The Rationale for Bond Funds

We are often asked why we use bond mutual funds rather than individual bonds in our clients’ portfolios. The question is typically posed as “Why would I own a bond fund when I can buy an actual bond, receive regular interest payments and hold the bond to maturity so I don’t have to worry about losing money?” We believe bond mutual funds provide significant benefits that far outweigh the advantages of holding individual bonds.

The Role of Bonds in a Portfolio

Bonds should be viewed primarily as an effective way to protect asset values and reduce portfolio volatility. Depending on a client’s needs, money allocated to bond funds may be earmarked for near-term expenses, protect against a prolonged market downturn and/or dampen portfolio volatility.

Why Not Use Individual Bonds?

One of the big myths about individual bonds is that they don’t lose value and, if you hold them to maturity, you’ll get your money back. While there is emotional appeal to this thinking, it is deeply flawed. Inflation and changes in interest rates can seriously erode the value you receive at maturity.

For example, if you buy a $10,000, 10 year bond with a 3% coupon, you’ll receive $10,000 back in 10 years and $300/yr. The reality is that you don’t know what $10,000 will be worth in 10 years because the future rate of inflation is unknown. If inflation rises over the 10 years, then the purchasing power of the bond will have declined and your original $10,000 simply won’t buy the same goods and services. In effect, you are losing ground gradually to inflation, which is a less visible loss, but a loss nonetheless.

This same bond will fluctuate in value during the 10 years in response to changes in interest rates, the underlying bond’s credit quality and market liquidity. If you need to access the value of the bond before it matures, you’ll be subject to the same forces as you would be in a bond fund.

The Rationale for Bond Funds

How do bond funds change these dynamics? Simply put, they don’t. However, professionally managed bond funds offer benefits that mitigate the negatives of bonds. By using professionally managed bond funds, an investor benefits from:

  • Access to a wider universe of bonds. Most diversified bond funds can own bonds of different maturities, credit qualities, and sectors. Fund managers are in a good position to evaluate the merits of one part of the bond market versus another and make smart decisions about the best place to invest.
  • Greater diversification. By using bond funds, one can easily gain exposure to various bond sectors, including inflation-protected, global or high yield bonds.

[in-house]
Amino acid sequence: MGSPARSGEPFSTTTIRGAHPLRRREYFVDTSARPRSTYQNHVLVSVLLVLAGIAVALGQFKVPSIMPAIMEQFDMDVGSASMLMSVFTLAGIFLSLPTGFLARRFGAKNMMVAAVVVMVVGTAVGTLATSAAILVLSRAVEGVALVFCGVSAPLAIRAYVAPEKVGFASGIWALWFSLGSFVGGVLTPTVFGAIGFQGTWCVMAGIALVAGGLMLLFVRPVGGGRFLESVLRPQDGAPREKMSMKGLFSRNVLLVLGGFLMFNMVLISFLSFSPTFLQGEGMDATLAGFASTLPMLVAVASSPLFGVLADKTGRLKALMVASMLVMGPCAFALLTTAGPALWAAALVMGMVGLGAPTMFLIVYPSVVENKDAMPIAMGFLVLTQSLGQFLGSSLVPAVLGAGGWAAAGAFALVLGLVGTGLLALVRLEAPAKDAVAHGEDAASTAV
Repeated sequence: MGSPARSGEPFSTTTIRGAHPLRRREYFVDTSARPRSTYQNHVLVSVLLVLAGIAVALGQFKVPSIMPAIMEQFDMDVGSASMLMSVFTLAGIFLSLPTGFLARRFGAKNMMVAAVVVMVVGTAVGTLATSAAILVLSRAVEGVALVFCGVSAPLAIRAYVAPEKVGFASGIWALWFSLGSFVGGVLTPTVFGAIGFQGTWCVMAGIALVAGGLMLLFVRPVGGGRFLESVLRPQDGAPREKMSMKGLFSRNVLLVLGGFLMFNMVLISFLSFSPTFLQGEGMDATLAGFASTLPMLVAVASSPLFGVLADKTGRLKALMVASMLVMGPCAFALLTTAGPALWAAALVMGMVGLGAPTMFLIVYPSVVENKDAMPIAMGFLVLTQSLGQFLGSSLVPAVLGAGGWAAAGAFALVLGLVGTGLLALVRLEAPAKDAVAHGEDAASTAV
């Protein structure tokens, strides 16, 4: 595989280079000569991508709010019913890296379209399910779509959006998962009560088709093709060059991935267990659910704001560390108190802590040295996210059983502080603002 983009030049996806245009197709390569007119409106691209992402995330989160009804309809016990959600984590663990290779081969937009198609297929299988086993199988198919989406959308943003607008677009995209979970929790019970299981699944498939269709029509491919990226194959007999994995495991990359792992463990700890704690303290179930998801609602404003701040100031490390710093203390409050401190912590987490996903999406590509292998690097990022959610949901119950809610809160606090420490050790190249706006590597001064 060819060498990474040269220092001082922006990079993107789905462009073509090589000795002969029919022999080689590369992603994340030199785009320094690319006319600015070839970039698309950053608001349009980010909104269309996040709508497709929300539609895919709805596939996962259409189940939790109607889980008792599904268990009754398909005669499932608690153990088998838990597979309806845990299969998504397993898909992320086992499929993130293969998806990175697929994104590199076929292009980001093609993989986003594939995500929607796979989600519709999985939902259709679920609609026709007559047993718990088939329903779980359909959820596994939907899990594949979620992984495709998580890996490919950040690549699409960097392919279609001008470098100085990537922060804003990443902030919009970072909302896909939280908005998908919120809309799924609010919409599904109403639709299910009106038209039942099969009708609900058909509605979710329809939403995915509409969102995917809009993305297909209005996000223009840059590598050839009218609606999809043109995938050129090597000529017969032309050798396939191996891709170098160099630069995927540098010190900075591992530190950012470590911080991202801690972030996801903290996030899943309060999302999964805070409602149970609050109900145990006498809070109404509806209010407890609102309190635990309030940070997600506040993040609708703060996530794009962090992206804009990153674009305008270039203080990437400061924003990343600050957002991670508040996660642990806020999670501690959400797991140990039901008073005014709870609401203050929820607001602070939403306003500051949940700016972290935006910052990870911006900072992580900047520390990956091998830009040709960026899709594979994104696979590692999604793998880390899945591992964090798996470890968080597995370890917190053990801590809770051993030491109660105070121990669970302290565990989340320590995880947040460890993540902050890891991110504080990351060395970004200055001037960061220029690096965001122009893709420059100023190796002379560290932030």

• Greater ability to analyze credit qualities and react as credit worthiness rises and falls.
  • Lower transaction costs. Sales of small quantities of individual bonds can be expensive because the price “haircut”, or spread between the bid and ask prices, eats into profits.
  • More liquidity and access.  One can sell $1,000 of a bond fund but not necessarily a bond.
  • Access to more bond strategies. Bond managers have numerous techniques for improving performance. For example, they may use a “barbell” strategy instead of a “bullet” portfolio or bonds with laddered maturities. They can manage the duration of the portfolio to protect against, or benefit from, changes in interest rates.
  • Ability to adjust from exempt to taxable bond as your tax bracket changes, and if your state changes.

In sum, bond funds meet various client needs and provide substantial advantages of flexibility, diversification, and professional management compared to owning individual bonds.

If you would like to learn more about HTG’s total return approach to managing portfolios, read our blog “Income-Oriented versus Total-Return”.

Valerie Connolly, CFA

Valerie joined HTG in 2011 as a senior advisor. Drawing on 30 years of experience in financial services, she greatly enjoys collaborating with clients to shape their financial aspirations. Valerie takes a lead role in developing client investment plans, researching investment vehicles and developing firm-wide investment policy.

Valerie received a BA from Wellesley College and an MBA from University of Chicago. She is a CFA® charterholder and a member of the CFA Institute, the New York Society of Security Analysts and CFA Society Stamford.